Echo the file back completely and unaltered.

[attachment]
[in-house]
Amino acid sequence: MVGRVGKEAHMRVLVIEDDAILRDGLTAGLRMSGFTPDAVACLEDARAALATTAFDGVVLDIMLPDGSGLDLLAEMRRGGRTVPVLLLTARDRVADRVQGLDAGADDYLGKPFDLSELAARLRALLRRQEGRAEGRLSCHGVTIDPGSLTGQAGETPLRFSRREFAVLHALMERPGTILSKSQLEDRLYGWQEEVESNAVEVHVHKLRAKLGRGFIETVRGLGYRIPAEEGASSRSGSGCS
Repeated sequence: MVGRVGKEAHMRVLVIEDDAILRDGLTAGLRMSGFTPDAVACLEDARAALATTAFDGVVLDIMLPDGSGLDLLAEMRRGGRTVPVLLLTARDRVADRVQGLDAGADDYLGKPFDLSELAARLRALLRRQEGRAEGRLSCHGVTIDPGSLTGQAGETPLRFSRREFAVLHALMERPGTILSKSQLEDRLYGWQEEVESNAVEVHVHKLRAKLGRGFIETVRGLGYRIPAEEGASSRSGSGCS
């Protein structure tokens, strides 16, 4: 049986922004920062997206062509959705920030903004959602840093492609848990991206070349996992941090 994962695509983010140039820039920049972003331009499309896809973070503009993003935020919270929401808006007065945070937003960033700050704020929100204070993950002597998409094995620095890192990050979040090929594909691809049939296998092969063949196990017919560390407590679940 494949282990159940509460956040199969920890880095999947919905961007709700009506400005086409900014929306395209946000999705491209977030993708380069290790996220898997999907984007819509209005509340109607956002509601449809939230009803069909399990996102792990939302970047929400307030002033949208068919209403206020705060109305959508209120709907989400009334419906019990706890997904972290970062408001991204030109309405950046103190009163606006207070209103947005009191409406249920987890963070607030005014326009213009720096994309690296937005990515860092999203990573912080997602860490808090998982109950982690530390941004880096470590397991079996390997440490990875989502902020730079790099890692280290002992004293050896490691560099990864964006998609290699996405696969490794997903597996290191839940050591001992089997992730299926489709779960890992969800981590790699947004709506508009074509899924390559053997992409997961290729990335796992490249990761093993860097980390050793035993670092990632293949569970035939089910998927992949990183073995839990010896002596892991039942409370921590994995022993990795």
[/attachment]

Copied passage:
[in-house]
Amino acid sequence: MVGRVGKEAHMRVLVIEDDAILRDGLTAGLRMSGFTPDAVACLEDARAALATTAFDGVVLDIMLPDGSGLDLLAEMRRGGRTVPVLLLTARDRVADRVQGLDAGADDYLGKPFDLSELAARLRALLRRQEGRAEGRLSCHGVTIDPGSLTGQAGETPLRFSRREFAVLHALMERPGTILSKSQLEDRLYGWQEEVESNAVEVHVHKLRAKLGRGFIETVRGLGYRIPAEEGASSRSGSGCS
Repeated sequence: MVGRVGKEAHMRVLVIEDDAILRDGLTAGLRMSGFTPDAVACLEDARAALATTAFDGVVLDIMLPDGSGLDLLAEMRRGGRTVPVLLLTARDRVADRVQGLDAGADDYLGKPFDLSELAARLRALLRRQEGRAEGRLSCHGVTIDPGSLTGQAGETPLRFSRREFAVLHALMERPGTILSKSQLEDRLYGWQEEVESNAVEVHVHKLRAKLGRGFIETVRGLGYRIPAEEGASSRSGSGCS
């Protein structure tokens, strides 16, 4: 049986922004920062997206062509959705920030903004959602840093492609848990991206070349996992941090 994962695509983010140039820039920049972003331009499309896809973070503009993003935020919270929401808006007065945070937003960033700050704020929100204070993950002597998409094995620095890192990050979040090929594909691809049939296998092969063949196990017919560390407590679940 494949282990159940509460956040199969920890880095999947919905961007709700009506400005086409900014929306395209946000999705491209977030993708380069290790996220898997999907984007819509209005509340109607956002509601449809939230009803069909399990996102792990939302970047929400307030002033949208068919209403206020705060109305959508209120709907989400009334419906019990706890997904972290970062408001991204030109309405950046103190009163606006207070209103947005009191409406249920987890963070607030005014326009213009720096994309690296937005990515860092999203990573912080997602860490808090998982109950982690530390941004880096470590397991079996390997440490990875989502902020730079790099890692280290002992004293050896490691560099990864964006998609290699996405696969490794997903597996290191839940050591001992089997992730299926489709779960890992969800981590790699947004709506508009074509899924390559053997992409997961290729990335796992490249990761093993860097980390050793035993670092990632293949569970035939089910998927992949990183073995839990010896002596892991039942409370921590994995022993990795």